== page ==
How do you know if something bad is happening in your cluster? How do you know that a node is down, an application isn’t responding, or the storage backing a PVC has “disappeared”? If your answer to any of those is “when the users tell us there’s an error”, then it may be time to reevaluate your monitoring and alerting strategy.
Fortunately, OpenShift has built-in tools for doing just this. With only a small amount of work you can ensure that you’re receiving the proper alerts and warnings so that you can, hopefully, avoid any sticky situations. This week we are joined by Brian Gottfried, from Red Hat Consulting, to focus on Alertmanager, how to configure it and how to customize the settings to avoid both too many alerts and not enough.
As always, please see the list below for additional links to specific topics, questions, and supporting materials for the episode!
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Episode 31 recorded stream:
Use this link to jump directly to where we start talking about today’s topic.
Supporting links for today:
- A question from Twitter about disconnected installs and using an ImageContentSourcePolicy (ICSP). While the ICSP is necessary to map image locations from their original, connected, locations to the new disconnected, there are some things on the roadmap to make disconnected a better overall experience. We also talked about disconnected installs in episode 13 if you want more information.
- Another Twitter inspired topic this week: load balancers for OpenShift. There’s a number of options available for load balancing OpenShift API and Ingress traffic, the best one is the one that works for you!
Questions answered during the stream:
- Can the timezone be set for the cluster? Unfortunately not, but you can track the RFE here.
- What is the architecture and components of the OpenShift Monitoring service? The architecture diagram used can be found in the docs here. There are multiple components, including Prometheus for data export and collection, Thanos for aggregation and reduction, and when using Advanced Cluster Manager, Observatorium for historical views.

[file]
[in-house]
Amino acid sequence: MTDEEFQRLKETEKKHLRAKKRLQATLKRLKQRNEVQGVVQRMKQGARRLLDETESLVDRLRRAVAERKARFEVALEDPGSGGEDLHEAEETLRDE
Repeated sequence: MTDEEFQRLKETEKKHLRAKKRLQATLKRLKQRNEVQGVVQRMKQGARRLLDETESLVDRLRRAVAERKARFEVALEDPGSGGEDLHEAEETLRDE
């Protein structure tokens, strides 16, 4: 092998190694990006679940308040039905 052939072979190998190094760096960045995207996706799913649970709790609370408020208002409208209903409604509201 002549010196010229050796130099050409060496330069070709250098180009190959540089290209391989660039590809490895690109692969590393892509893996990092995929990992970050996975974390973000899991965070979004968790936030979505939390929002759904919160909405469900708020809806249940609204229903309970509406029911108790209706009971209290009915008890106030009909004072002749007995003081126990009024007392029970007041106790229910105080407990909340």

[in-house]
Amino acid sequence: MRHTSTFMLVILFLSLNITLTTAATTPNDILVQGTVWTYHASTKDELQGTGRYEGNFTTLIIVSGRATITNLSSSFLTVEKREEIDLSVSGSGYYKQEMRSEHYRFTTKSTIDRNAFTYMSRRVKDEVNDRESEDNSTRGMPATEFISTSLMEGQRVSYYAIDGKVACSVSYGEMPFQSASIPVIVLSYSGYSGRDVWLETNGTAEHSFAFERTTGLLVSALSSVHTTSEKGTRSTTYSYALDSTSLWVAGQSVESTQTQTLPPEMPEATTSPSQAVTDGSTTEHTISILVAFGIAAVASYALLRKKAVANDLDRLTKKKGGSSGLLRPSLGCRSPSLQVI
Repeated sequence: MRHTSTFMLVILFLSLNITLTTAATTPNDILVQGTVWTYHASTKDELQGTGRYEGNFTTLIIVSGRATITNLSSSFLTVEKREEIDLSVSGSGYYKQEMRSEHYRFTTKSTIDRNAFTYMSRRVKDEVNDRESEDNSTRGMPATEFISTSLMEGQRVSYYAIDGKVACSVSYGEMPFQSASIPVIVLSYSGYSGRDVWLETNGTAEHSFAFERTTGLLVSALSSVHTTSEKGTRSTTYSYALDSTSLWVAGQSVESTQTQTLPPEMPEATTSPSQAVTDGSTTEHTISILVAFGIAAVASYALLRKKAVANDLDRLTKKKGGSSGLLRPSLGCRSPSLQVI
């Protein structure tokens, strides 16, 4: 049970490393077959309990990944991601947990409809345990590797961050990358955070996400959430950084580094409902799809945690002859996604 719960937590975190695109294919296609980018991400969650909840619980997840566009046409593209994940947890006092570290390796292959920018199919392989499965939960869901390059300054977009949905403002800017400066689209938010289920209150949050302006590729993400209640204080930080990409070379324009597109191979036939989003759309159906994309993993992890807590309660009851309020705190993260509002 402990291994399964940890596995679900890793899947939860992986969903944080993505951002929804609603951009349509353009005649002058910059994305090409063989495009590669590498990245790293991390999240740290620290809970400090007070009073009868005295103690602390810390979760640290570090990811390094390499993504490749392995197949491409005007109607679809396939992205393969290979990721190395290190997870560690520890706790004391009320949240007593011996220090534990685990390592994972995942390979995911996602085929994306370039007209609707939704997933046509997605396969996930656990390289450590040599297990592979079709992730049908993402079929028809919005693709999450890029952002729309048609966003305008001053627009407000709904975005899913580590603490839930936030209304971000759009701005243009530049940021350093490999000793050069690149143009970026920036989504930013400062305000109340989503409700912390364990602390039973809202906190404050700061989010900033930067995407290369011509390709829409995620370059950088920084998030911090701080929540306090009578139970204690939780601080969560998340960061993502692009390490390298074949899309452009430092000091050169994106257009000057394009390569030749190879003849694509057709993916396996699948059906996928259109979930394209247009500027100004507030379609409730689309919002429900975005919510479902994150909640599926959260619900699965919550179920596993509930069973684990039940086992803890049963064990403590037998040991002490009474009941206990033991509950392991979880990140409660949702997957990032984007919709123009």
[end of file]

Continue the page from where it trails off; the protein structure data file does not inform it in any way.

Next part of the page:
- Alert fatigue is real and you should be careful of it when configuring your system!
- How do I enable user workload monitoring? It’s done by adding a ConfigMap to the openshift-monitoring namespace, see the docs here.
- What role does Thanos play? It’s important for aggregating metrics across multiple Prometheus instances, for example when user workload monitoring is enabled in the cluster.
- What persistent storage should I use for long term data retention? Brian answers this during the stream, the docs explain how to configure persistent storage.
- Is user workload monitoring with Istio and mTLS going to be supported? This is most likely because you cannot modify alerts and monitoring in the system namespaces.
- Is there a way to get individual container metrics from a Pod with multiple containers? You would need to configure each container to expose a different metrics endpoint, then configure ServiceMonitors for each of them.
- How do I configure AlertManager to send to Mattermost? You’ll need to use a webhook via a community plugin for AlertManager or create your own.
- Is it possible to configure per-namespace alert addresses? Yes, this should be possible using labels. There’s an example here.